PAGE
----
Companies regard investment in physical capital and cloud computing as substitutes and invest more in physical capital when they have access to financial support from the state. Programmes for promoting investment in new technologies should therefore be extended to digital services so as to include companies that increasingly deal with intangible goods. This is the result of a recent study by ZEW Mannheim in cooperation with the OECD.

Companies regard investments in physical capital and cloud computing as substitutes.
Cloud computing is considered to have great potential in terms of business start-ups and job creation.

“There’s a danger of the state unintentionally slowing down the proliferation of cloud computing – which would have further negative consequences for the proliferation of other data-driven technologies that depend on cloud computing, such as big-data applications,” warns Steffen Viete, co-author of the study, researcher for the ZEW “Digital Economy” Department, and scientific staff member of the German Council of Economic Experts.

Government programmes continue to encourage investment in physical capital

Cloud computing has great economic potential in terms of both new business and job creation. Governments are therefore setting up support programmes throughout Europe in order to advance the digital transformation. Existing funding programmes, however, often still support investment in physical capital thereby discouraging the use of digital services. The study thus asks whether these instruments promote the digital transformation of companies through the use of cloud services, or rather counteract the proliferation of cloud computing.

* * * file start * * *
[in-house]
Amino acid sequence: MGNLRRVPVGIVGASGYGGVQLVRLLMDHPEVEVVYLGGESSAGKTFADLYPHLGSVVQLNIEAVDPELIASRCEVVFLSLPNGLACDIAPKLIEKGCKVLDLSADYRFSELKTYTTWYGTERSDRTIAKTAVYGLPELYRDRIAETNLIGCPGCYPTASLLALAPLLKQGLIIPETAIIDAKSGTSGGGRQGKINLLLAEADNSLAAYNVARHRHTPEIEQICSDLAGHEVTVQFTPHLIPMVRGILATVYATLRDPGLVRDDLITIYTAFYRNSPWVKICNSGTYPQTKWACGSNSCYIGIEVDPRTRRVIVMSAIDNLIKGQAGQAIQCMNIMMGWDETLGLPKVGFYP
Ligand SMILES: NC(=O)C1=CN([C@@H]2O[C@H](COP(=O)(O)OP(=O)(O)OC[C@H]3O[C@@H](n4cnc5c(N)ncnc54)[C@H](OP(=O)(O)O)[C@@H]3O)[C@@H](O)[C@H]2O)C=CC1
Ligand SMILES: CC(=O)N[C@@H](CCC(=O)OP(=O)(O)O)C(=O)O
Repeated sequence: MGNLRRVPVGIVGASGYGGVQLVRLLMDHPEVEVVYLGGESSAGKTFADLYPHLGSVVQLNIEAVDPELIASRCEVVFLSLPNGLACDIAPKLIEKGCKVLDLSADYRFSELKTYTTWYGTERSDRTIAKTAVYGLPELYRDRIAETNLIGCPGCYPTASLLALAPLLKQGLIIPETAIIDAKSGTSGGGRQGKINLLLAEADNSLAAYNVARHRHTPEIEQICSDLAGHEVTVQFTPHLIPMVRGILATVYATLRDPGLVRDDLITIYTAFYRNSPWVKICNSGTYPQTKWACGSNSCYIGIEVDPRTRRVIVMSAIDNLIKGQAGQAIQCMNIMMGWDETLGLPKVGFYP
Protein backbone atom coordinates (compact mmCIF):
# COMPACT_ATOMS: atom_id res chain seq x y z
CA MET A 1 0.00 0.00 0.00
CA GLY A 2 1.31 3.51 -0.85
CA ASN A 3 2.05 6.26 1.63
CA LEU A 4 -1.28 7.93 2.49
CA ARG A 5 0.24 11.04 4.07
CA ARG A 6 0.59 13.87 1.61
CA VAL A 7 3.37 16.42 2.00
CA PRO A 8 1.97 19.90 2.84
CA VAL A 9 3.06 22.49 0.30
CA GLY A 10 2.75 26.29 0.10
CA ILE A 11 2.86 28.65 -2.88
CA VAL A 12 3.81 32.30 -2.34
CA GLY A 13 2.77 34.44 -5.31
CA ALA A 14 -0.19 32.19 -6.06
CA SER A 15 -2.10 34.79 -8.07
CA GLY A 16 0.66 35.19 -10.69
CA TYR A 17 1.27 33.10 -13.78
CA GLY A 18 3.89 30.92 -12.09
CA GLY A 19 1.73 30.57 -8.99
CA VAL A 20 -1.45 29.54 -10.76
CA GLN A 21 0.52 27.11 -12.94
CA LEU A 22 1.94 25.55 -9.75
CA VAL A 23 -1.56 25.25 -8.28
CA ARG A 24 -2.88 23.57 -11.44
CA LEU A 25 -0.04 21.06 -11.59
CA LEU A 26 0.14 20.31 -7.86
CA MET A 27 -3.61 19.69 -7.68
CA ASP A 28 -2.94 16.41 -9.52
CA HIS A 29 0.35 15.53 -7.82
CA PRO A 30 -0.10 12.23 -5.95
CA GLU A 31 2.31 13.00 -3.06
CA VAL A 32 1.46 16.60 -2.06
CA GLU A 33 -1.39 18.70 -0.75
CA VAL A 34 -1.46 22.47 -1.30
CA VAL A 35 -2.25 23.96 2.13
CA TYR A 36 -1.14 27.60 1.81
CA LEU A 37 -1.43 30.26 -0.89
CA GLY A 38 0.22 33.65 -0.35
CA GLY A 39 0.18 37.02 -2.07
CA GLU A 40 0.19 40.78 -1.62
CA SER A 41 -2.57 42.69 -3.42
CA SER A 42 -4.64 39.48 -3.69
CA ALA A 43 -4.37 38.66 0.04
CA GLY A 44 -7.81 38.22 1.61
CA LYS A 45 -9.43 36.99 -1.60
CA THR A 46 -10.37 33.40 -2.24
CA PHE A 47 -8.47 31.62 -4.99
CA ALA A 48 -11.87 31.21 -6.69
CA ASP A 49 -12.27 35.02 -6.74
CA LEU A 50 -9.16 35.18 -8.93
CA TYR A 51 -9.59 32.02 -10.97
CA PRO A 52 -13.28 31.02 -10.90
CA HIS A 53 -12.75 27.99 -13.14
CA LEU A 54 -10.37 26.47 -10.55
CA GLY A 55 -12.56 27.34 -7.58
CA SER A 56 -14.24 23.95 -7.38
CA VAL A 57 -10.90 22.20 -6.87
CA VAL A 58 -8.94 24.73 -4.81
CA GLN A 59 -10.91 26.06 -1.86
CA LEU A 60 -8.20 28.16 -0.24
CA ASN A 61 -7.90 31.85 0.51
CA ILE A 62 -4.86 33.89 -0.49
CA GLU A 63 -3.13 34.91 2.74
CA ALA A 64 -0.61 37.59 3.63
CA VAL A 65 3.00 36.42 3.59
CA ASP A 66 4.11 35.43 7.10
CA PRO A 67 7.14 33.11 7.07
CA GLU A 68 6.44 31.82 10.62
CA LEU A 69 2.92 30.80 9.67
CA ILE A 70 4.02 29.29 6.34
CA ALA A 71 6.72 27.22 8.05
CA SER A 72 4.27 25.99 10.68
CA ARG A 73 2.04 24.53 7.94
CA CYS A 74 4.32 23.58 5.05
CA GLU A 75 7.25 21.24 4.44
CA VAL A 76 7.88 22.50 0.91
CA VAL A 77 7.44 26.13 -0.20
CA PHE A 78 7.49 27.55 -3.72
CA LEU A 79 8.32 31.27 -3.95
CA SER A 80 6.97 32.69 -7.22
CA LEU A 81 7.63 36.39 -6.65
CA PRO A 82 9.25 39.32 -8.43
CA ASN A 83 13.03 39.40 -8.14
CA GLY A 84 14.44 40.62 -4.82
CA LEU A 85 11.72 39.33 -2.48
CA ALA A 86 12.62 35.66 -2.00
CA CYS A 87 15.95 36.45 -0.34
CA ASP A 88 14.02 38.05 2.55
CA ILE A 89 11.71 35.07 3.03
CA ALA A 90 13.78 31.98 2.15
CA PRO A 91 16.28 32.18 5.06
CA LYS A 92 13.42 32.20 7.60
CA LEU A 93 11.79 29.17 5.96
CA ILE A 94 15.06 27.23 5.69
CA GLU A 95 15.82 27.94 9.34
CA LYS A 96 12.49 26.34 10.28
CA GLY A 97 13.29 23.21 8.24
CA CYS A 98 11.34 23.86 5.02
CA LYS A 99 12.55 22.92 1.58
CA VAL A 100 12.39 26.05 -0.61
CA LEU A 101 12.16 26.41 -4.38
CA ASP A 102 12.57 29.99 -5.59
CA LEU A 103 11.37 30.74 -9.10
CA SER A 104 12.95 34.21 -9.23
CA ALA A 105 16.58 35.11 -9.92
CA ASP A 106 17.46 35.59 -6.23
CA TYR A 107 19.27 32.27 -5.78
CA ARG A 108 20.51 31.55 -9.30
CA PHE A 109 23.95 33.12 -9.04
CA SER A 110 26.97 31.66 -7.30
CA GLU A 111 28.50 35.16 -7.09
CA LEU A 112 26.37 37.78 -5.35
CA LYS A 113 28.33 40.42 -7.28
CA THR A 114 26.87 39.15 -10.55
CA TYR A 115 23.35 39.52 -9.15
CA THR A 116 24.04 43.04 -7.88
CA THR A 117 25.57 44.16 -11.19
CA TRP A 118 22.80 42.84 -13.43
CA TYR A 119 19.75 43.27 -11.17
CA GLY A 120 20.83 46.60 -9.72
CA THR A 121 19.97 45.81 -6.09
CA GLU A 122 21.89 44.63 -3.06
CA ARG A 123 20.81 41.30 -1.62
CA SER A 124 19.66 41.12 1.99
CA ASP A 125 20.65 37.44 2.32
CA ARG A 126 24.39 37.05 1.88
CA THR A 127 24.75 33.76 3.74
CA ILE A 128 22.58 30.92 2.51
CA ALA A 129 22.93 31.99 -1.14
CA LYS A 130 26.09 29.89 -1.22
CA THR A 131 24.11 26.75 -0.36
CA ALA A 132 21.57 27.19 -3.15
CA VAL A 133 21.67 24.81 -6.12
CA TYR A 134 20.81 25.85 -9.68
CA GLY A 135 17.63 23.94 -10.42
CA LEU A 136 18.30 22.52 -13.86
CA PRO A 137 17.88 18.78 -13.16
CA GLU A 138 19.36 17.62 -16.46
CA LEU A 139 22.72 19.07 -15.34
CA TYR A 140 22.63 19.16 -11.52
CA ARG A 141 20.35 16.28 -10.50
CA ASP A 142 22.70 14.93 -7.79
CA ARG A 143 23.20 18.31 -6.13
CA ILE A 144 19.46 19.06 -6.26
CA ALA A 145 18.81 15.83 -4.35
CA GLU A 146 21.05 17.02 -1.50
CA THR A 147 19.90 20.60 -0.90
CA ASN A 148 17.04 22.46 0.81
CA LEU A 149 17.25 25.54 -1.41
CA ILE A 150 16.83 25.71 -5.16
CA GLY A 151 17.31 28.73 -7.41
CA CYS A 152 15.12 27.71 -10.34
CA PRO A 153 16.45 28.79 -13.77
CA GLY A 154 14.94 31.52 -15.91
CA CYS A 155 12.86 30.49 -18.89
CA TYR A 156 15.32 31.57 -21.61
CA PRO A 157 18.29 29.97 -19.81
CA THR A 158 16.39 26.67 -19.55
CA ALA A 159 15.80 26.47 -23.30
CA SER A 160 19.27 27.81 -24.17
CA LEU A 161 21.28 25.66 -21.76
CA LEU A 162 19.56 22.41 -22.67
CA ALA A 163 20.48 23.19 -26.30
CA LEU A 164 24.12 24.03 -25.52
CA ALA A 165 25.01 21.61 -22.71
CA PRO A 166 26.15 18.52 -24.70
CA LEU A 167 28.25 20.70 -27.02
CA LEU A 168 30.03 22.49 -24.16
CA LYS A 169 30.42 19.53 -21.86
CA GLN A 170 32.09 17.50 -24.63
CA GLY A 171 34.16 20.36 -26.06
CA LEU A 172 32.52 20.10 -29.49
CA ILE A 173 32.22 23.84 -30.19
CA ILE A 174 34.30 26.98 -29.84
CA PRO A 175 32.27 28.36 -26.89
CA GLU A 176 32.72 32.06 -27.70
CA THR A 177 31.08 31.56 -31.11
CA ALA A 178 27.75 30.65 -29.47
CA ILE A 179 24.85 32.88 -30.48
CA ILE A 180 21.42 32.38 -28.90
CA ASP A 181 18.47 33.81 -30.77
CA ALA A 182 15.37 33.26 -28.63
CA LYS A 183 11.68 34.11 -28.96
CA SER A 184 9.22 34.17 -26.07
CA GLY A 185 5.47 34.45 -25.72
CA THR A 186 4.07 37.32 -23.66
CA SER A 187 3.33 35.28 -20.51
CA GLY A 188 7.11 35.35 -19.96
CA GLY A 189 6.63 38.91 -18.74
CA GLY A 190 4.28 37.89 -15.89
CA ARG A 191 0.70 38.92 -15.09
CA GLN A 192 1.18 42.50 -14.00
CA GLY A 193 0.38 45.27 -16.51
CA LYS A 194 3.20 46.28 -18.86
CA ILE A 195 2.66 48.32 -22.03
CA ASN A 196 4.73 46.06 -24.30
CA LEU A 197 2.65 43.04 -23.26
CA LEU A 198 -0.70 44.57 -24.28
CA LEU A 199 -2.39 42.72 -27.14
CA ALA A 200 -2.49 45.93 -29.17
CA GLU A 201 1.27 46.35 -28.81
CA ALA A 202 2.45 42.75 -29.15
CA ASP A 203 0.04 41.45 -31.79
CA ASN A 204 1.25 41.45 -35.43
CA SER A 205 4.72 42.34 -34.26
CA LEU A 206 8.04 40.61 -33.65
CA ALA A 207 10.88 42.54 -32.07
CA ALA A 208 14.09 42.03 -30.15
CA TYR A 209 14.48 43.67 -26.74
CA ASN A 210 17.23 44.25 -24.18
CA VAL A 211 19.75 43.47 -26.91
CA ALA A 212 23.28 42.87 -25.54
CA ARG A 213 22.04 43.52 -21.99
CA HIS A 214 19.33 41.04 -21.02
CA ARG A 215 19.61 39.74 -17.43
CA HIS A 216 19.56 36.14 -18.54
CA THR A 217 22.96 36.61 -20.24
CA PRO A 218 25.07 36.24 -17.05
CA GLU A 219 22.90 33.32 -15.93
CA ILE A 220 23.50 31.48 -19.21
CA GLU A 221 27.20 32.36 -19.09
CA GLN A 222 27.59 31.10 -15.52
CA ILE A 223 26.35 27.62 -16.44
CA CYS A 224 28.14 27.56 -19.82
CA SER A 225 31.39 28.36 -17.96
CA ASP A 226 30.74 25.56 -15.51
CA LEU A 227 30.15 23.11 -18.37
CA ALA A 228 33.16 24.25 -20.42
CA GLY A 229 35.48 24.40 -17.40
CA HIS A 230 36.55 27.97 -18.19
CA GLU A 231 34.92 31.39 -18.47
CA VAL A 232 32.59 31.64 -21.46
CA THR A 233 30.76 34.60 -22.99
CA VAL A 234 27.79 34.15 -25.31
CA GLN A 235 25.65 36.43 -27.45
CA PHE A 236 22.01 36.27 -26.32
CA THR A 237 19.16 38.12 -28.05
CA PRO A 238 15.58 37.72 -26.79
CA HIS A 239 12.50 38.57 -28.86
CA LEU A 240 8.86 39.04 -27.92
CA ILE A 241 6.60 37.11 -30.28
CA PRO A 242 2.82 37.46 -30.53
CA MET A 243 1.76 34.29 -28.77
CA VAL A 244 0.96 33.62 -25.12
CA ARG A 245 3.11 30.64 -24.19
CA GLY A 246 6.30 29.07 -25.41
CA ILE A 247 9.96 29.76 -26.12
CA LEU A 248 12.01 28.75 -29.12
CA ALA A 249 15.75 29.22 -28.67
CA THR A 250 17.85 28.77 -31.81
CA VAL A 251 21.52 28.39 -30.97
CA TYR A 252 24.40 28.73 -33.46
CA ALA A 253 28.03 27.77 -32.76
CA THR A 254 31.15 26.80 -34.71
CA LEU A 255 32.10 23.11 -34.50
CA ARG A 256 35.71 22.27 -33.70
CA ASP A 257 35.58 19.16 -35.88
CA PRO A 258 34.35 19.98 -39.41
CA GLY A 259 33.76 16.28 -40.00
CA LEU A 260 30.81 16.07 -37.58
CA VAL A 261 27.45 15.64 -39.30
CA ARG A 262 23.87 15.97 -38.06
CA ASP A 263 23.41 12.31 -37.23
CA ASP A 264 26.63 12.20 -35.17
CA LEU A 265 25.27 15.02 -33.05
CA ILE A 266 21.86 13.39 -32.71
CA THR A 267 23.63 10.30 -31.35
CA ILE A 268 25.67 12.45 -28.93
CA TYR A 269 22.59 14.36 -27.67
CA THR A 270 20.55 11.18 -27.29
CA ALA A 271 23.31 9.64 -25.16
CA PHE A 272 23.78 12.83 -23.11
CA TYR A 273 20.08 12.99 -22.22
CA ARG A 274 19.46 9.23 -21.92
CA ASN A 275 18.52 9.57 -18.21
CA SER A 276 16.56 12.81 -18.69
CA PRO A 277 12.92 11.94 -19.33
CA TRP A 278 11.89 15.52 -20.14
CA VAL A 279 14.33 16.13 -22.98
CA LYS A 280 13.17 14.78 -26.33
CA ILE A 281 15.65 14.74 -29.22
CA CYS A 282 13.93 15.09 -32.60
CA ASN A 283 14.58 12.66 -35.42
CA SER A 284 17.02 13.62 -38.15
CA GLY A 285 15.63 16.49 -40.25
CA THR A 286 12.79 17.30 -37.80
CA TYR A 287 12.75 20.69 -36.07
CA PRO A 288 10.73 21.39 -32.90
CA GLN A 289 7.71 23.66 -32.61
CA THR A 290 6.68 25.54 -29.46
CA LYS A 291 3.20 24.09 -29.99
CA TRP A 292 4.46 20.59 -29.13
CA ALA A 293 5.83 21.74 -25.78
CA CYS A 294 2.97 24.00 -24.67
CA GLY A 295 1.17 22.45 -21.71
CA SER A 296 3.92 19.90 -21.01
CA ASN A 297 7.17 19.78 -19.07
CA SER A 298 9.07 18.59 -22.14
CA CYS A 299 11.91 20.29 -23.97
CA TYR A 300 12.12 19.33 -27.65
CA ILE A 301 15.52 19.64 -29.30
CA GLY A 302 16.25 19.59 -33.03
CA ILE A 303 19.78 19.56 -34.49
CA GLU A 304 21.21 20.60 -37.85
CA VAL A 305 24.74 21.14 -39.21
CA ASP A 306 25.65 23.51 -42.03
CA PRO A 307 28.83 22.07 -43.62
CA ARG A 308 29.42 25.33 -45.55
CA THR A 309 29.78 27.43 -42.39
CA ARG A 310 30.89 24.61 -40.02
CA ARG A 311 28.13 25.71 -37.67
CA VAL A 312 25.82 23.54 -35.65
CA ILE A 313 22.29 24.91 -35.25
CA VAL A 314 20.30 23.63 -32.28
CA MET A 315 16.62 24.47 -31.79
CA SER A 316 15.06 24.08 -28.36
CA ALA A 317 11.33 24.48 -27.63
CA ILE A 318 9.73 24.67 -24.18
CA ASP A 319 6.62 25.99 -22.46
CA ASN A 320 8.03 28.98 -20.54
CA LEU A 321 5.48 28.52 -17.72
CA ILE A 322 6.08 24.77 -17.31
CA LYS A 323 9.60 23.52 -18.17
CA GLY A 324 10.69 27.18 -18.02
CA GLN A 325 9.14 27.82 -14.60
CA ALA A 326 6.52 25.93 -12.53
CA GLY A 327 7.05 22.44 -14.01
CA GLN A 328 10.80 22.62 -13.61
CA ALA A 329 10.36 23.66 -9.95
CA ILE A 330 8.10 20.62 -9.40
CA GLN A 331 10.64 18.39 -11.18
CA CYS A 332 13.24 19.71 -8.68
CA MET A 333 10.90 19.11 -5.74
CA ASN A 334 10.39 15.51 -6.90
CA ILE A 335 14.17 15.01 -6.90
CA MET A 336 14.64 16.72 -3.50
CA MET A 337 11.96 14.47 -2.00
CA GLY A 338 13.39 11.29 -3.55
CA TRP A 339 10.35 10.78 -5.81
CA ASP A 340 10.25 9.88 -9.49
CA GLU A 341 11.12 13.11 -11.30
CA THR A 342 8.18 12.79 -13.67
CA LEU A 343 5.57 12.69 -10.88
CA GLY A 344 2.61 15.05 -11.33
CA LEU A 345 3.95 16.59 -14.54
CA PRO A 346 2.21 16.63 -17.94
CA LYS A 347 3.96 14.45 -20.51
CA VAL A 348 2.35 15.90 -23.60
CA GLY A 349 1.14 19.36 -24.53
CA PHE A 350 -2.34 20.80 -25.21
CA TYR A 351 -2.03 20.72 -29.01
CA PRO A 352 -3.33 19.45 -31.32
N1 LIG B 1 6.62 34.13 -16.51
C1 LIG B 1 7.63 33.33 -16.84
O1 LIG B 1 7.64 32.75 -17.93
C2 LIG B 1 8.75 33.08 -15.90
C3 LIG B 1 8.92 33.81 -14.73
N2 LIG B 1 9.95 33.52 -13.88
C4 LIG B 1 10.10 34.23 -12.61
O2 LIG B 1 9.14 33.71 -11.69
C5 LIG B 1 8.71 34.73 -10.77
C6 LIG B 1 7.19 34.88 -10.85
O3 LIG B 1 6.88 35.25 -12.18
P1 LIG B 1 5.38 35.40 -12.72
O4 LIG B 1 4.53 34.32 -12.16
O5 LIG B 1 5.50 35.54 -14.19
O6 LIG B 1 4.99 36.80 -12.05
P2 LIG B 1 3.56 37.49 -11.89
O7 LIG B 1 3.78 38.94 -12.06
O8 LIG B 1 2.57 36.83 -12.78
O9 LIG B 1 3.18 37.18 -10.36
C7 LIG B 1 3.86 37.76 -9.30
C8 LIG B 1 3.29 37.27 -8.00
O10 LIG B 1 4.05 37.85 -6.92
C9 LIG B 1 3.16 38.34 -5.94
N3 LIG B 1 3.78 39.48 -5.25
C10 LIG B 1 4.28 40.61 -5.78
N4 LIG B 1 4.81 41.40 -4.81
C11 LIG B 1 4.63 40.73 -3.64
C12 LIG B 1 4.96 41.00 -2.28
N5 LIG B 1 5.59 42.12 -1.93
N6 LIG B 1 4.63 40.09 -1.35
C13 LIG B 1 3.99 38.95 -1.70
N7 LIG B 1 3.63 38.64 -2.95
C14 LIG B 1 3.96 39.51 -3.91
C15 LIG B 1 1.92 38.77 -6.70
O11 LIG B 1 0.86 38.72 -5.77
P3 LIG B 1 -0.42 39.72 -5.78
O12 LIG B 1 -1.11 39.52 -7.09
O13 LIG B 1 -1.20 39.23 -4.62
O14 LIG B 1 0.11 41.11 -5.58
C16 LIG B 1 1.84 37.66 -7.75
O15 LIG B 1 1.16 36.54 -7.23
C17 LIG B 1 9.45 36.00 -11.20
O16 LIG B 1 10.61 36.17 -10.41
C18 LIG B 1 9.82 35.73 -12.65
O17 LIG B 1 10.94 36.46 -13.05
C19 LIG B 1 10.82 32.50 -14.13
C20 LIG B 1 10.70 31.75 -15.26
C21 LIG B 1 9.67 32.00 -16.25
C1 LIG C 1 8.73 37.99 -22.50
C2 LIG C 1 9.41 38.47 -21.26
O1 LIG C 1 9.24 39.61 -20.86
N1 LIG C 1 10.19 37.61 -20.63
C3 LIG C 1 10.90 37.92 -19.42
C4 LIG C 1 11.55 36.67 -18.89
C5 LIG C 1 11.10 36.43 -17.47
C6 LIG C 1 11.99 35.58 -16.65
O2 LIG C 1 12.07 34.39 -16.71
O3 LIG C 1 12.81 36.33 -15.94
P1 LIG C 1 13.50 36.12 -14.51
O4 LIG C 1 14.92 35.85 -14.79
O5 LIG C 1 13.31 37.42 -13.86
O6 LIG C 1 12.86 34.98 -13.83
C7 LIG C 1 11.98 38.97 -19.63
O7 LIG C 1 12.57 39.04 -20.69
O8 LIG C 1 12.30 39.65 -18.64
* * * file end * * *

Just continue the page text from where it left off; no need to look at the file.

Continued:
Based on company data from Germany and Great Britain, the ZEW study examines the effects of two different investment subsidies on the propensity of companies to use cloud computing: the tax incentive “Annual Investment Allowance” in Great Britain, and investment grants from the “Joint Task for the Improvement of Regional Economic Structures” (GWR) in Germany. “In both cases, state funding contributed to the fact that companies were less inclined to use cloud computing,” says Raphaela Andres, researcher for ZEW’s “Digital Economy” Department. As the study also shows, the British programme resulted in subsidised companies investing a total of 64 per cent more. Investments for the acquisition of information and communication technologies (ICT) increased by 34 per cent, and those for the acquisition of hardware increased by 31 per cent. On the other hand, the propensity of companies to purchase cloud services fell by 12 per cent, with a similar picture emerging in Germany.

Digital transformation is increasingly taking place through the use of digital services

Over the past ten years, companies’ access to digital technologies has fundamentally changed. The proportion of companies using paid cloud computing services in Germany, for example, has doubled from 11 to 22 per cent between 2014 and 2018. To benefit from digitalisation, companies initially had to invest primarily in their own software and hardware, but now they are increasingly using cloud computing services for storing and processing data. The providers of cloud services make an IT infrastructure – storage space, computing power, or software applications – accessible to companies via the Internet, the most important prerequisite being the companies’ fast broadband internet connections so that it can make real use of cloud-computing services.

This press release reflects the personal opinion of the authors and not necessarily that of the German Council of Economic Experts.

Date

03.09.2020

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